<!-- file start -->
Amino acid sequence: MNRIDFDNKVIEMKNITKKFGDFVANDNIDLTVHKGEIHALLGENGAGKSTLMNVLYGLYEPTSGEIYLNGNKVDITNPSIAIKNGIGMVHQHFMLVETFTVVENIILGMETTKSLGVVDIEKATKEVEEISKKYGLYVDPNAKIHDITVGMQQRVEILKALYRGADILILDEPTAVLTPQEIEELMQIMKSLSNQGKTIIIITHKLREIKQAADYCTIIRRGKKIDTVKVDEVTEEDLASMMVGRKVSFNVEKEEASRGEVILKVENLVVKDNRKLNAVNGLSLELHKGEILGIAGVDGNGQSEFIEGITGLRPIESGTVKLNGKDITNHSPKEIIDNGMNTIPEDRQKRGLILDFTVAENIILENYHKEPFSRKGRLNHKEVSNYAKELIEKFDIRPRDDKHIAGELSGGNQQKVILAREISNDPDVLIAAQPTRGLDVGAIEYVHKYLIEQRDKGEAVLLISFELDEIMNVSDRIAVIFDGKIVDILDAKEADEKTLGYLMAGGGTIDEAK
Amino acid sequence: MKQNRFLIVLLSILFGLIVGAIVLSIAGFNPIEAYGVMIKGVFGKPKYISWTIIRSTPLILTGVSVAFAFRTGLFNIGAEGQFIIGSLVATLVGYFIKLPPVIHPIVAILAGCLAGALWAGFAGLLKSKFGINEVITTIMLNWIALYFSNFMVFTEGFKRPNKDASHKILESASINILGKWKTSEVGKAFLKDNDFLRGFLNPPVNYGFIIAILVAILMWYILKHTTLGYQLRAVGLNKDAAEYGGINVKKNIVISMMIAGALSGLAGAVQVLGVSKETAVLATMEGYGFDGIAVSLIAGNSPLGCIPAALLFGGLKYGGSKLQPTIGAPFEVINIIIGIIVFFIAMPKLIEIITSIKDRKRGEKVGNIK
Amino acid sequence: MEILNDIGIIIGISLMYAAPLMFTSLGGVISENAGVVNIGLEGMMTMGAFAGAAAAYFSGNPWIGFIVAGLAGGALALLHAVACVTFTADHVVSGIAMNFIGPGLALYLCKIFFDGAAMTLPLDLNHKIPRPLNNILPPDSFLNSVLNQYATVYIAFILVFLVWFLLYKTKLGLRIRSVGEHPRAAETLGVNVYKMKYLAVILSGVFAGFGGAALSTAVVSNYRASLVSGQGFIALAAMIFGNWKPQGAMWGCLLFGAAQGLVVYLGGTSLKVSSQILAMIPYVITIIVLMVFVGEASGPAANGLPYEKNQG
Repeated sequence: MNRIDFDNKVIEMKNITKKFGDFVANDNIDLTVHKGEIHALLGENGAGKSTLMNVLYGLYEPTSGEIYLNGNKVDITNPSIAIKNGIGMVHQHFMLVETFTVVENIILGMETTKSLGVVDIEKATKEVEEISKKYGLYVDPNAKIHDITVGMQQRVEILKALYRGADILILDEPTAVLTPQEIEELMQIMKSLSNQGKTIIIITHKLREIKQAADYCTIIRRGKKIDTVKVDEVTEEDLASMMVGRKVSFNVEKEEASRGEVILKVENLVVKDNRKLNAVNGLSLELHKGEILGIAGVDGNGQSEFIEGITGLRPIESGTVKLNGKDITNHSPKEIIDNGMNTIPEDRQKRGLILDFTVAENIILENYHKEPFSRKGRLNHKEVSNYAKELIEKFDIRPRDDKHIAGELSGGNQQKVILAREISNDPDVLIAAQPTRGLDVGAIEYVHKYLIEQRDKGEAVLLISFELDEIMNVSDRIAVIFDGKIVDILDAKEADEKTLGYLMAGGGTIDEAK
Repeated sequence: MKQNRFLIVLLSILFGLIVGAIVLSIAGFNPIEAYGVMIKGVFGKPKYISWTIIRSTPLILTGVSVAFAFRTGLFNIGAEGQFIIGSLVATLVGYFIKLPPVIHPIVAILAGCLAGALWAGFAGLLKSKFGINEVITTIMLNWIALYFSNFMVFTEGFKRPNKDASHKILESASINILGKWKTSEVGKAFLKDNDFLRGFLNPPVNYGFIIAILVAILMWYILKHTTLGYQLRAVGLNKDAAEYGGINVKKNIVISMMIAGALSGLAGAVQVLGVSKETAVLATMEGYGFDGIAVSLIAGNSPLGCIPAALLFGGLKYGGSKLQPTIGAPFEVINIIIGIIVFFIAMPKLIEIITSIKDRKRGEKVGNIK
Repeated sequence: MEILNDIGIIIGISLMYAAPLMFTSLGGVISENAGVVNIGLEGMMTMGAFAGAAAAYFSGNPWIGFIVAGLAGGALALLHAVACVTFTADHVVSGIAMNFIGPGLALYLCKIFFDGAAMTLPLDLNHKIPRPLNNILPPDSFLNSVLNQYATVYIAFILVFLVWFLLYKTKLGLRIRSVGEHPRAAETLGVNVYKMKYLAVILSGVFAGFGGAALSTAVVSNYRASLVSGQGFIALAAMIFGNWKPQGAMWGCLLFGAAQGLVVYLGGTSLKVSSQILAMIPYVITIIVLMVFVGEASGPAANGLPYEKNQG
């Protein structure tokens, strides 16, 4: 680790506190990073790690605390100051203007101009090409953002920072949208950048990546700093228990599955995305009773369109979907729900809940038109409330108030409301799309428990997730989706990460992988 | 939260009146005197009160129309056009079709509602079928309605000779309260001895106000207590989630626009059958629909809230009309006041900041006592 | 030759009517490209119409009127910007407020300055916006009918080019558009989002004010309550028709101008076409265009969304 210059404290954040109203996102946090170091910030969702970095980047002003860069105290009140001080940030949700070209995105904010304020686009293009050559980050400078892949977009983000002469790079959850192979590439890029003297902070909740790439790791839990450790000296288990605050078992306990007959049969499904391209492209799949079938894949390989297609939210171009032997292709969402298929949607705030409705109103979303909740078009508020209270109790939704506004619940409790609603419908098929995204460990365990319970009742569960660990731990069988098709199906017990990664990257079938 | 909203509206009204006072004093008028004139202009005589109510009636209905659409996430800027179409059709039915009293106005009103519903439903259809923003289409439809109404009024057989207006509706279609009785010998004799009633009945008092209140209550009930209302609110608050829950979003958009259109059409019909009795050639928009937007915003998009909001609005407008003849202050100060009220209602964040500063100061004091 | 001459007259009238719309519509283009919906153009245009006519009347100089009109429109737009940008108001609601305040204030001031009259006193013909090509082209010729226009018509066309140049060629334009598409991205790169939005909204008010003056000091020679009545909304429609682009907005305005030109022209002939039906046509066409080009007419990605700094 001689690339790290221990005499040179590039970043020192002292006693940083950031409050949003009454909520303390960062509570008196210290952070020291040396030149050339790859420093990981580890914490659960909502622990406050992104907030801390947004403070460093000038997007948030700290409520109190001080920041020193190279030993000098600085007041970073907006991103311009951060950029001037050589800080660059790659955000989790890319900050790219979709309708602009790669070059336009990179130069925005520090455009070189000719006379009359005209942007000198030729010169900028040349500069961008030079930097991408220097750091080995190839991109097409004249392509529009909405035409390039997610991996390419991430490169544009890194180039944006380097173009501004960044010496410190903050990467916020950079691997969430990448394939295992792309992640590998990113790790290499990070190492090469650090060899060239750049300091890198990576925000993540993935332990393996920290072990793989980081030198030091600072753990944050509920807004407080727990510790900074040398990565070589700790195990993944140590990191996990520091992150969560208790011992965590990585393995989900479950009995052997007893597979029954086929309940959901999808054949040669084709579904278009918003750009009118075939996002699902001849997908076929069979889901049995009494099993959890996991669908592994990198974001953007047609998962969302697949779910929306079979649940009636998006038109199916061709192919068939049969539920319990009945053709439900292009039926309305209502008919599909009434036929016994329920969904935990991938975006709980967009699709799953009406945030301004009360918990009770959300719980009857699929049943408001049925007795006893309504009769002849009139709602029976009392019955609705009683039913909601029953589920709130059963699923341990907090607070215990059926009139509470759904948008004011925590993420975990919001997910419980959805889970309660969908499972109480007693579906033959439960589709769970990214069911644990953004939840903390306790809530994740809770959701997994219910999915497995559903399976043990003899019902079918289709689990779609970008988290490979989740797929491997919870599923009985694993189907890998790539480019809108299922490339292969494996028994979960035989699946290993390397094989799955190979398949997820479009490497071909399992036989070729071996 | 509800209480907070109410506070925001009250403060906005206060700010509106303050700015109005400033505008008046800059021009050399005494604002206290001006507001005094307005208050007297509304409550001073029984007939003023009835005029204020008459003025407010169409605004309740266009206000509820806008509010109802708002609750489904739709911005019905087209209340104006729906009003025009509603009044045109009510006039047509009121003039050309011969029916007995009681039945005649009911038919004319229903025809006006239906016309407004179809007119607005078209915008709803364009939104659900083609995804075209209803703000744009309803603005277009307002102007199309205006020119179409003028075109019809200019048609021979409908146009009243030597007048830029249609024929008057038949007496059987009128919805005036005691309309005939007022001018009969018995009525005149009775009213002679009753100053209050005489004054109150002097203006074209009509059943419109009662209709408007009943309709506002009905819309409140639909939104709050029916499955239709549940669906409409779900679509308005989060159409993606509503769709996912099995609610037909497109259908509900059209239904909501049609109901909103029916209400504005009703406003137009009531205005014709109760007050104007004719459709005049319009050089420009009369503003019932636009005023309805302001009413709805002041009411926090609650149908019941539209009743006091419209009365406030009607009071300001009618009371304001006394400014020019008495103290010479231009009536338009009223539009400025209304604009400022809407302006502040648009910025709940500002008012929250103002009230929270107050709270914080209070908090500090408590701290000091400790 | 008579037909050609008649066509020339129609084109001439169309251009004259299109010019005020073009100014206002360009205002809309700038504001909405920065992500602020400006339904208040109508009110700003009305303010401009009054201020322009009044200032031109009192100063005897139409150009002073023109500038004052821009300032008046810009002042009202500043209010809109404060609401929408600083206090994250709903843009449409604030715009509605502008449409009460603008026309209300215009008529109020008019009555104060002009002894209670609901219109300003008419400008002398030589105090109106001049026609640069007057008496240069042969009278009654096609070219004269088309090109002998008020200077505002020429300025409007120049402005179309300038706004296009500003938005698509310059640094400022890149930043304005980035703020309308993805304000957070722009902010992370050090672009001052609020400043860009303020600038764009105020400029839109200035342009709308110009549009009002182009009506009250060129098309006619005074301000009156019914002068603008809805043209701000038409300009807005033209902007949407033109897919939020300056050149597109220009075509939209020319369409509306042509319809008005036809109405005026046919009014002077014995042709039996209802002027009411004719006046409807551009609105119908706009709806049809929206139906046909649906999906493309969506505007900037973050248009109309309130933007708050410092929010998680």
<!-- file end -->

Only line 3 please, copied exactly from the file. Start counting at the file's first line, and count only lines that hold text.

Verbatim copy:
Amino acid sequence: MEILNDIGIIIGISLMYAAPLMFTSLGGVISENAGVVNIGLEGMMTMGAFAGAAAAYFSGNPWIGFIVAGLAGGALALLHAVACVTFTADHVVSGIAMNFIGPGLALYLCKIFFDGAAMTLPLDLNHKIPRPLNNILPPDSFLNSVLNQYATVYIAFILVFLVWFLLYKTKLGLRIRSVGEHPRAAETLGVNVYKMKYLAVILSGVFAGFGGAALSTAVVSNYRASLVSGQGFIALAAMIFGNWKPQGAMWGCLLFGAAQGLVVYLGGTSLKVSSQILAMIPYVITIIVLMVFVGEASGPAANGLPYEKNQG